It's not the first time Catholics have tried to modernize the Bible but it may be the oddest.
The New American Bible Revised Edition (NABRE), which was set to make its debut on Ash Wednesday, March 9, aimed to make the text easier to understand by making a number of little tweaks, both subtle and obvious, in hopes of making it easier to read. Among them, deleting the words "cereal," "booty" and, oddly enough, "holocaust," was said to have taken place to help people better understand scripture.
Catholic translations of the Bible go back to 1582 when the Douay-Rheims Bible was published. The first edition of the New American Bible was published in 1970.
"It will be like going from regular TV to high-definition," Mary Elizabeth Sperry, associate director of New American Bible utilization for the US Conference of Catholic Bishops, told Catholic News Service. "You'll have the same programs but more clarity, more detail."
NABRE was said to feature the first revised translation of the Old Testament since 1970. The Revised Edition also used a translation of the New Testament first published in the 1986 edition of the New American Bible.
The word "cereal," originally referring to bushels of wheat, had been removed because of fears readers might confuse it for a breakfast food.
"Booty" had been replaced with "plunder" because it has also come to mean "buttocks" or "sexual intercourse."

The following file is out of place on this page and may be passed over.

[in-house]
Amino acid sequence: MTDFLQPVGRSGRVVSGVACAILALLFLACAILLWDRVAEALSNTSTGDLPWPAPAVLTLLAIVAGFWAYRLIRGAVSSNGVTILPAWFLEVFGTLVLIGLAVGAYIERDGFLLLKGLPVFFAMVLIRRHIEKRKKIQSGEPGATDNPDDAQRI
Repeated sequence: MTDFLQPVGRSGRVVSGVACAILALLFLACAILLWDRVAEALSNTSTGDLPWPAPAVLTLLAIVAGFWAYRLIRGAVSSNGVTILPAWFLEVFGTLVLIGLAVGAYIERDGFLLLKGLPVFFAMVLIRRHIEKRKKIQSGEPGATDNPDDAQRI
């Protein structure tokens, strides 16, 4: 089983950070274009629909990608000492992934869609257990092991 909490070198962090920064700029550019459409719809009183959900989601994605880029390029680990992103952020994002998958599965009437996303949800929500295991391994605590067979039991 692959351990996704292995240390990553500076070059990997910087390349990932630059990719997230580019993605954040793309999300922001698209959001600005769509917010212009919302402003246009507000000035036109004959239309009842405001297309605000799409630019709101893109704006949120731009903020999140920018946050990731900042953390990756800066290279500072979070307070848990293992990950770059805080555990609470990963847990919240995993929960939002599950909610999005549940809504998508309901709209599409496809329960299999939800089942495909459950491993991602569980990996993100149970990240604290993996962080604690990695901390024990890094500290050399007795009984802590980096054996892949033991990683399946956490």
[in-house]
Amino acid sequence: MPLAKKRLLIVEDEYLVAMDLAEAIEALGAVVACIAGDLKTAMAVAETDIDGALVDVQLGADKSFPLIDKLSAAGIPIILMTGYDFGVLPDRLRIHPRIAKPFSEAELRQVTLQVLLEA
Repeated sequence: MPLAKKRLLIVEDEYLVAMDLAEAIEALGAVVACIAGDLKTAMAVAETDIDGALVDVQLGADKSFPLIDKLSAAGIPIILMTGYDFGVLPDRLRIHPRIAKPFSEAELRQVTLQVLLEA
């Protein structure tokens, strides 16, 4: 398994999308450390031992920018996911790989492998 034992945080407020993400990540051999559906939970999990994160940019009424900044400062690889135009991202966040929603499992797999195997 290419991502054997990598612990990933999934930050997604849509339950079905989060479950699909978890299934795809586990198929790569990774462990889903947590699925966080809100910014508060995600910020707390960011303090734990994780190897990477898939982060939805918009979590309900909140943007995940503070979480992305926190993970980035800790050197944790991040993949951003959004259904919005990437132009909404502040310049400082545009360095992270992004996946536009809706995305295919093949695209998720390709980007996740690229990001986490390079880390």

In what may be a sign of deference to Jewish history, the word "holocaust," which has come to refer to only the specific period of history where millions of Jews were killed, had been replaced with "burnt offerings."
The Catholic Church has had a somewhat spotted record when it comes to recognizing the Holocaust.
As millions of Jews were meeting their death in the 1940s, Pope Pius XII refused to condemn the killing on the grounds that the church remain "neutral."
In 2009, Pope Benedict rescinded the excommunication of Bishop Richard Williamson, a Holocaust denier.
"The announcement of the pope's decision came not long after Swedish television aired an interview in which Williamson denied the existence of gas chambers and said no more than 300,000 Jews had died in Nazi custody," Salon noted.
The Catholic Church recently received unwelcome news coverage when the Irish broadcaster RTE revealed what the Associated Press called a "smoking gun" letter that proved institutional complicity in untold thousands of reported sexual abuses.